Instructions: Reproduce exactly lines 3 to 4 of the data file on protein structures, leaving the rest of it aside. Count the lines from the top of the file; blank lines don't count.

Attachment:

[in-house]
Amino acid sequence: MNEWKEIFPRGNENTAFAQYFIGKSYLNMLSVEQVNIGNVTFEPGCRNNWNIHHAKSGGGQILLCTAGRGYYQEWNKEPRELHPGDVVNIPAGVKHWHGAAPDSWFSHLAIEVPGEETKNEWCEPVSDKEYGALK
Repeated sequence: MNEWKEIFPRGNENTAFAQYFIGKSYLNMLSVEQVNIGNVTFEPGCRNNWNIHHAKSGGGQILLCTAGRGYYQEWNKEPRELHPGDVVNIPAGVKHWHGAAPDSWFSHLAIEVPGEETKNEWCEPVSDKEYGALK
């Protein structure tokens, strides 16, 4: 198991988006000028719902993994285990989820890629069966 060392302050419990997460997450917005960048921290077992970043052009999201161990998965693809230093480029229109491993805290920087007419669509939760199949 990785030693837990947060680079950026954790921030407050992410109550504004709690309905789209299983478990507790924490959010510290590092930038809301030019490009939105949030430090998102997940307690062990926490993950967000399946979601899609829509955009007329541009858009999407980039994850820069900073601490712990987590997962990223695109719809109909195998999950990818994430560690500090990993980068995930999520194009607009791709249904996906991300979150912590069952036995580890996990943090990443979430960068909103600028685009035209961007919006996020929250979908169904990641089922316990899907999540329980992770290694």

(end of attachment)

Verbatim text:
Repeated sequence: MNEWKEIFPRGNENTAFAQYFIGKSYLNMLSVEQVNIGNVTFEPGCRNNWNIHHAKSGGGQILLCTAGRGYYQEWNKEPRELHPGDVVNIPAGVKHWHGAAPDSWFSHLAIEVPGEETKNEWCEPVSDKEYGALK
């Protein structure tokens, strides 16, 4: 198991988006000028719902993994285990989820890629069966 060392302050419990997460997450917005960048921290077992970043052009999201161990998965693809230093480029229109491993805290920087007419669509939760199949 990785030693837990947060680079950026954790921030407050992410109550504004709690309905789209299983478990507790924490959010510290590092930038809301030019490009939105949030430090998102997940307690062990926490993950967000399946979601899609829509955009007329541009858009999407980039994850820069900073601490712990987590997962990223695109719809109909195998999950990818994430560690500090990993980068995930999520194009607009791709249904996906991300979150912590069952036995580890996990943090990443979430960068909103600028685009035209961007919006996020929250979908169904990641089922316990899907999540329980992770290694």